Thursday, August 2, 2012

How to Minimize Behavioral Problems in the Classroom

A fellow play therapist wrote this article for our Arkansas Play Therapy Spring Newsletter.  I thought it would be helpful for teachers working with children as we begin a new school year.  To access the entire newsletter, you can click here .

CLASSROOM MANAGEMENT IDEAS WHICH WILL
MINIMIZE BEHAVIOR PROBLEMS

By Julie Minkel LPC RPT-S

Classroom Management Logistics:

*Play is the child’s field of study—during center time, the children are learning social skills, self-control, compassion, empathy, self-regulation, academic concepts, pre-reading skills, fine motor skills, problem-solving skills, self-worth. Support these times with your focused attention.

*Strive to have each adult in the classroom and on the playground focused and interacting directly with the children.

*Place only one adult in an area at one time—(as you position yourselves in various areas of the room and interact with the children, the effectiveness of classroom management will increase.)

*Remain at eye level with the children the vast majority of the time in the classroom. Minimize standing. This will enhance communication and make you more accessible to the children.

*When interacting with a child, position yourself in such a way as to have the widest view of the class room to supervise at all times

*Greet each child as they enter the classroom for the day (regardless of their arrival time)

*Minimize or eliminate non-child centered activities during class time (individual therapy, telephone calls, documentation).When these tasks need to be done, leave the classroom—you are emotionally unavailable, though physically present, which is confusing to children and co-workers

*Keep the classroom routine—if it changes, tell the children in advance

*Resist the temptation to have adult to adult conversations when the children are present. The children’s education is your focus—regardless of whether you are team teaching physics or preschool. (Cell phone conversations and texting should only be done outside the classroom.) Again, this creates emotional absence.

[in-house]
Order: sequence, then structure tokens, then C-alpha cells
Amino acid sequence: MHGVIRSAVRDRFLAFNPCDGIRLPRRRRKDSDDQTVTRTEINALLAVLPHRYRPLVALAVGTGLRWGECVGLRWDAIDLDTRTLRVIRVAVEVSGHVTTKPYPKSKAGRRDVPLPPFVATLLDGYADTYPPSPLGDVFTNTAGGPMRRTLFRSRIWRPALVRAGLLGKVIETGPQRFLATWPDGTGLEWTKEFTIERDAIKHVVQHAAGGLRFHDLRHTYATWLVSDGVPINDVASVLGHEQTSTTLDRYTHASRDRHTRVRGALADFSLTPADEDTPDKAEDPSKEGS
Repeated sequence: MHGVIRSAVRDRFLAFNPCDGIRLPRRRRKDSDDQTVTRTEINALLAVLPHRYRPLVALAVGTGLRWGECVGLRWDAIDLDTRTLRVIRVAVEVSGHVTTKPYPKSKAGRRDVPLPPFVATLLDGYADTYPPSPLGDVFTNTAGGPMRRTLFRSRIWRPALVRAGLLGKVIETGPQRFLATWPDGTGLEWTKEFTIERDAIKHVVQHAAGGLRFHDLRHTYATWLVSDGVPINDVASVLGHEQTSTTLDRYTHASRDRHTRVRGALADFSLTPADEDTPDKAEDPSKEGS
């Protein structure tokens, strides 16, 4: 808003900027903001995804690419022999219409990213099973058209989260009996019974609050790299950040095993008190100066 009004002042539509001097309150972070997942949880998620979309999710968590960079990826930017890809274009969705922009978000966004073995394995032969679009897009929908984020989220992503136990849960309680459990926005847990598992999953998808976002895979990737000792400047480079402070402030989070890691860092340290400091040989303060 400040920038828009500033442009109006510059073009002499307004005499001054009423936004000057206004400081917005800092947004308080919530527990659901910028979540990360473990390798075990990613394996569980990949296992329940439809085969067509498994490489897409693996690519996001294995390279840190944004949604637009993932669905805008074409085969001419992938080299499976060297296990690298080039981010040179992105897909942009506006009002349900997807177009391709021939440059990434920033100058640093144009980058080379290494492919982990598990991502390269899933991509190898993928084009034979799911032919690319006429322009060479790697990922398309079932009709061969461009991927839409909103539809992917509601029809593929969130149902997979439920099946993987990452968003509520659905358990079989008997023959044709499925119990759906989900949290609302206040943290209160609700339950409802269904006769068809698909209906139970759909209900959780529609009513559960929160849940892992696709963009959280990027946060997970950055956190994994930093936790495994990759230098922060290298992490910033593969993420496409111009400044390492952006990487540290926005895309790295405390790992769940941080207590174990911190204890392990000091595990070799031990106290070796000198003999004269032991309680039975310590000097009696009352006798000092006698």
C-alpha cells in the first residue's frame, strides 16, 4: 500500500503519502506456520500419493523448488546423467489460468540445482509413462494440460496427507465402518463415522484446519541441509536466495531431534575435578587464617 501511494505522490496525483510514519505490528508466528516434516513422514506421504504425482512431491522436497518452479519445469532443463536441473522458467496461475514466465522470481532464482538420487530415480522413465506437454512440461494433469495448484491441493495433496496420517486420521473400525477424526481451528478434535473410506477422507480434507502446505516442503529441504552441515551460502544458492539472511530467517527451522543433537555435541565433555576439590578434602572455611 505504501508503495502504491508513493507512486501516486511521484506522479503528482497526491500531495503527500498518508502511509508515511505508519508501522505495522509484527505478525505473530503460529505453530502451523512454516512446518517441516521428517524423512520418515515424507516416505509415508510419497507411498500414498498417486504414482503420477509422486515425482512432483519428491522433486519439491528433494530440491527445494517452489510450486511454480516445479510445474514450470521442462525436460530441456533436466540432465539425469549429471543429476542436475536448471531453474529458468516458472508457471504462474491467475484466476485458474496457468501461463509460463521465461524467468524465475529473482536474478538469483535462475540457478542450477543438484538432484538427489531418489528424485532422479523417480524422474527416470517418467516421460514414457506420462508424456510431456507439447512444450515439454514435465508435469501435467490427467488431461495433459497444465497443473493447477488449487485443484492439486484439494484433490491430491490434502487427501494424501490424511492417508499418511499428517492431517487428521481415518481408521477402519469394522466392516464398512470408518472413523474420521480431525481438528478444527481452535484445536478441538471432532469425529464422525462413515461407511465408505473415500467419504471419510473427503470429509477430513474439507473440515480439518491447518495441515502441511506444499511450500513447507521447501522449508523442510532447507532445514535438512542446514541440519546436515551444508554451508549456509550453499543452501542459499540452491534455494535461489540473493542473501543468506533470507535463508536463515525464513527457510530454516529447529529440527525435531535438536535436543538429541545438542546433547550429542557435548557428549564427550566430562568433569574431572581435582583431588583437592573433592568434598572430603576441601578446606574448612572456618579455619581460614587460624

*Resist talking about the children, their disabilities, families, behaviors, etc. in their presence. When discussions are held, always keep a balanced focus on the child’s strengths and challenges. Oftentimes, in our field of behavior, there is a tendency to focus on the children’s deficits, rather than their strengths. Approach each child from a strengths-based perspective.

*When parents arrive, share a positive comment about the child’s day. Create time for the teacher to share the details and successes of the day. Pick up time is often the time of the highest incidence of accidents, since neither the teachers nor parents are clear on who is responsible for the children at that time. It is best to have the classroom assistant supervise the children while the teacher is talking w/ the parents.

Teacher/Child Interactions:

*Keep a minimum of 5:1 ratio of positive vs. directive comments to the children—(10:1 is your goal) As you are developing this habit, it is helpful to carry paper clips or buttons in one of your two pockets—transfer one object to the other pocket for each positive comment.)

As the teacher/child positive interactions increase, you will find yourself being proactive—enjoying positive behaviors in the children, rather than "policing" and "putting out fires."

*When correcting a child’s misbehavior, reflect the child’s feelings first (limits can wait for the next breath. Example: "That disappointed you, you’re sad, you were hoping to do this next,.."

*Pick your battles—ignore those behaviors which can be ignored—acknowledge the positive behaviors

*Join the child when he/she is positively engaged in an activity—minimize their mistakes/maximize their accomplishments—celebrate them!

*When transitioning an individual child from his/her on-going activity, join the child in that activity momentarily before you take him/her away from it.

*Be animated in your facial expressions--model joy!

Room Arrangement and Atmosphere:

*Create the feeling of containment in the classroom—wide open areas can escalate behaviors ( Create "cubbie" areas--this can be done with the placement of low bookshelves, rugs, sheer curtains, a tent with visibility which is large enough for a teacher and a small group, etc.) Eliminate runways .



At the end of the day, remind yourself of how valuable you are to each child and family member who will benefit for years to come, from your day’s labors!

2 comments:

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About Me

Licensed Associate Counselor, Licensed Assoicate Marriage and Family Therapist, Registered Play Therapist